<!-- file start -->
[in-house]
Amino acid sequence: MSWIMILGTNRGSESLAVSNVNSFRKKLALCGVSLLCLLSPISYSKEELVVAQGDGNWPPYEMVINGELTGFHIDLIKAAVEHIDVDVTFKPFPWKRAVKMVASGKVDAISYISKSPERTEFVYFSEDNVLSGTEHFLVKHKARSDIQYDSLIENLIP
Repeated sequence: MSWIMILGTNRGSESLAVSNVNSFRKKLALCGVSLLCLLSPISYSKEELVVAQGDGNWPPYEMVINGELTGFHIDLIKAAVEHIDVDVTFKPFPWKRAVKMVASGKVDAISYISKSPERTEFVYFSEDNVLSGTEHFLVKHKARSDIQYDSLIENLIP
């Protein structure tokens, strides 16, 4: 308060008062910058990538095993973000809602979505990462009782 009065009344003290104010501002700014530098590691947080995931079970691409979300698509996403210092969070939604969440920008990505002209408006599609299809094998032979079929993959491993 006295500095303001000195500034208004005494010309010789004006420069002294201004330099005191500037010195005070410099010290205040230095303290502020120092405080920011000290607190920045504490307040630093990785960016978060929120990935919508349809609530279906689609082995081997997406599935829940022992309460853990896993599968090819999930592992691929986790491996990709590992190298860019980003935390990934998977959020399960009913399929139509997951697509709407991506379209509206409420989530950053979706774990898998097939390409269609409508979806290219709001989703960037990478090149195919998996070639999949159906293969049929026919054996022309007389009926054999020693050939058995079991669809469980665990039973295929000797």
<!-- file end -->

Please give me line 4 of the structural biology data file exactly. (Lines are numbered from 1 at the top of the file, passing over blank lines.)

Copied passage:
């Protein structure tokens, strides 16, 4: 308060008062910058990538095993973000809602979505990462009782 009065009344003290104010501002700014530098590691947080995931079970691409979300698509996403210092969070939604969440920008990505002209408006599609299809094998032979079929993959491993 006295500095303001000195500034208004005494010309010789004006420069002294201004330099005191500037010195005070410099010290205040230095303290502020120092405080920011000290607190920045504490307040630093990785960016978060929120990935919508349809609530279906689609082995081997997406599935829940022992309460853990896993599968090819999930592992691929986790491996990709590992190298860019980003935390990934998977959020399960009913399929139509997951697509709407991506379209509206409420989530950053979706774990898998097939390409269609409508979806290219709001989703960037990478090149195919998996070639999949159906293969049929026919054996022309007389009926054999020693050939058995079991669809469980665990039973295929000797």